Work To Start On Flyers Facility Despite A Lawsuit Filed By Residents, Construction Of The Voorhees Practice Center Is To Begin Next Month.

Posted: September 17, 1998

VOORHEES — Developers of the planned Philadelphia Flyers practice facility plan to begin construction in early October, even as 18 nearby residents continue to battle the project in court.

Sean Scarborough, the lead developer of the project, said yesterday that the lawsuit, filed in Camden County Superior Court, had no merit, and he could not let it jeopardize the project.

``We've looked at all the issues that they've raised with the township, and we think that their case is extremely hollow,'' Scarborough said. ``The decision has been made to soldier on because we have only a limited time to complete the project.''

In order for the Flyers to begin using the center for their first practice next year, construction must begin in October, Scarborough said.

Plans for the 75,000-square-foot center received final approval from the township Planning Board Sept. 2, but some had worried that the lawsuit would drive the Flyers elsewhere.

M. James Maley Jr., attorney for the residents, declined to comment yesterday.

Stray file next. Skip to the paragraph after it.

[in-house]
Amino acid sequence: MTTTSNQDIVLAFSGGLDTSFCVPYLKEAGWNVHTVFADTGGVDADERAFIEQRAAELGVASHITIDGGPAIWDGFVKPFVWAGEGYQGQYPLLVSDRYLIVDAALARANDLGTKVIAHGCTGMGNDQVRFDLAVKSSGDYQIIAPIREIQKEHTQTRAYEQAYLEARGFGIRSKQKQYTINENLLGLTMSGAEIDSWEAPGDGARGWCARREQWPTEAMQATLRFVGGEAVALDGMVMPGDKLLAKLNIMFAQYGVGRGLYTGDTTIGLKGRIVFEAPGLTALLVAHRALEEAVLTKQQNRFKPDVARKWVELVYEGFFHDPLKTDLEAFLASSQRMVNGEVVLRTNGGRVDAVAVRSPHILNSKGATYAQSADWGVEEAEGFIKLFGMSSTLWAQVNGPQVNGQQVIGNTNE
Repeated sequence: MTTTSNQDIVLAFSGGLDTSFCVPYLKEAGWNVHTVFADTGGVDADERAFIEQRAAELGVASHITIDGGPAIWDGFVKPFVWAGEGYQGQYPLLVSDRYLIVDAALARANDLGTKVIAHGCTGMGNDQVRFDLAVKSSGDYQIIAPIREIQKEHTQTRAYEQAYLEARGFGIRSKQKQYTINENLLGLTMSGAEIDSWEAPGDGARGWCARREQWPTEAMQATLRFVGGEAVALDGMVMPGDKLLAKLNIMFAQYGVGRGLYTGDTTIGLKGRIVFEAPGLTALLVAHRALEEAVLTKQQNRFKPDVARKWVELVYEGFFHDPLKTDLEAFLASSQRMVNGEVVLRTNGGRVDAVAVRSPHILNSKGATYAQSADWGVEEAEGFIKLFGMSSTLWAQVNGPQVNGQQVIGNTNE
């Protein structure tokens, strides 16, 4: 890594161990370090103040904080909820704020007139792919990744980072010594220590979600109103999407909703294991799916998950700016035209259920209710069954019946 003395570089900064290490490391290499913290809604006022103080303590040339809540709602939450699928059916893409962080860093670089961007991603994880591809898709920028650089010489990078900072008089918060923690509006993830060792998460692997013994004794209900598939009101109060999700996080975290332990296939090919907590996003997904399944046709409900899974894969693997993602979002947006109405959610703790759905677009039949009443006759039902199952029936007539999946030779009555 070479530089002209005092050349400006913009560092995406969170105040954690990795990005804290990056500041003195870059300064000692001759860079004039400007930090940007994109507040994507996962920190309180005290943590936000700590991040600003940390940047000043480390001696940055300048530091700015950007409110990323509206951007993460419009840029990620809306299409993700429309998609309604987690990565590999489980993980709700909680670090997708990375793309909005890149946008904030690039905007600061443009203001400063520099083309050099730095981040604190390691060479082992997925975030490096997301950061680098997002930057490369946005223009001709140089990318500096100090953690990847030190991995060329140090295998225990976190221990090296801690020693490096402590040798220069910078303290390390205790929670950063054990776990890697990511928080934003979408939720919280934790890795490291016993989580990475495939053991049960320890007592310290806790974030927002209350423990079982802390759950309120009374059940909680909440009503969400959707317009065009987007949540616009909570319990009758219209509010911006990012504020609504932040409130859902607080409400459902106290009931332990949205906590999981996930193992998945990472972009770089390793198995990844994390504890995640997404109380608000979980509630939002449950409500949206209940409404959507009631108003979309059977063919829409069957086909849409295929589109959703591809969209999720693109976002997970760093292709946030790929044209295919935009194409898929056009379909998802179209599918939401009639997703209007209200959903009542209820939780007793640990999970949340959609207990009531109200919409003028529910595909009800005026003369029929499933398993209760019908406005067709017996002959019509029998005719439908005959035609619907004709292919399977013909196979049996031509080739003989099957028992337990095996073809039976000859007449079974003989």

``We prefer to make our comments about the case in the courtroom,'' he said.

The Flyers are dissatisfied with their current practice site at the Voorhees Coliseum. The new practice center would include a restaurant, game room, retail shop and surgical center, and would also serve as a practice facility for the Phantoms, the Flyers' American Hockey League affiliate.

In August, 18 residents of the Carriagebrook Farms development, which is near the site of the planned facility, filed a lawsuit alleging that the Voorhees Township Committee and the Planning Board erred in declaring the site a redevelopment zone.

The redevelopment designation was necessary for Scarborough to proceed with plans for the $12 million twin-rink center, planned for 18 acres on Laurel Oak Road.

In the suit, the residents ask the judge to appeal the final site-plan approval and that the residents be awarded attorney's fees and costs of the suit.

The township has filed a countersuit contending that the residents' lawsuit was ``frivolous'' and was filed ``in bad faith solely for the purpose of destroying the project by causing delay beyond October 1998.''

The final hearing on the residents' lawsuit is scheduled for Oct. 22 in Camden County Court.

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